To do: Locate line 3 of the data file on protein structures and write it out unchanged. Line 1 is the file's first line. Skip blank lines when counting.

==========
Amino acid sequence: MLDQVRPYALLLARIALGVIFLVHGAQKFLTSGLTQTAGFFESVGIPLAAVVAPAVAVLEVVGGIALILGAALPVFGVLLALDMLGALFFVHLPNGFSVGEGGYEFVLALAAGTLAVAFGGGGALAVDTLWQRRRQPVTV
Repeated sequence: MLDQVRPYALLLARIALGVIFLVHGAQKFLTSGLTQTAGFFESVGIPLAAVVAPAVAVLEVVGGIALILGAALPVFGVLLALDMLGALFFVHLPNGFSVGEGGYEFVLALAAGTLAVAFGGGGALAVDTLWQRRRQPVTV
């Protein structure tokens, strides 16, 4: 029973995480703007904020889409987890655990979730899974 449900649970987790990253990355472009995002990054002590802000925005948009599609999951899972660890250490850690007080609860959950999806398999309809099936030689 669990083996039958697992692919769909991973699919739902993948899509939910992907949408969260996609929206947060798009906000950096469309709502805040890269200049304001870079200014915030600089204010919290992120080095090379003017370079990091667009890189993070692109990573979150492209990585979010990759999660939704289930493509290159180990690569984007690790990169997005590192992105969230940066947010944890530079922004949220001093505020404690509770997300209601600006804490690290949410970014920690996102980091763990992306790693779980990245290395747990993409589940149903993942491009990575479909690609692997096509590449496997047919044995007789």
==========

């Protein structure tokens, strides 16, 4: 029973995480703007904020889409987890655990979730899974 449900649970987790990253990355472009995002990054002590802000925005948009599609999951899972660890250490850690007080609860959950999806398999309809099936030689 669990083996039958697992692919769909991973699919739902993948899509939910992907949408969260996609929206947060798009906000950096469309709502805040890269200049304001870079200014915030600089204010919290992120080095090379003017370079990091667009890189993070692109990573979150492209990585979010990759999660939704289930493509290159180990690569984007690790990169997005590192992105969230940066947010944890530079922004949220001093505020404690509770997300209601600006804490690290949410970014920690996102980091763990992306790693779980990245290395747990993409589940149903993942491009990575479909690609692997096509590449496997047919044995007789």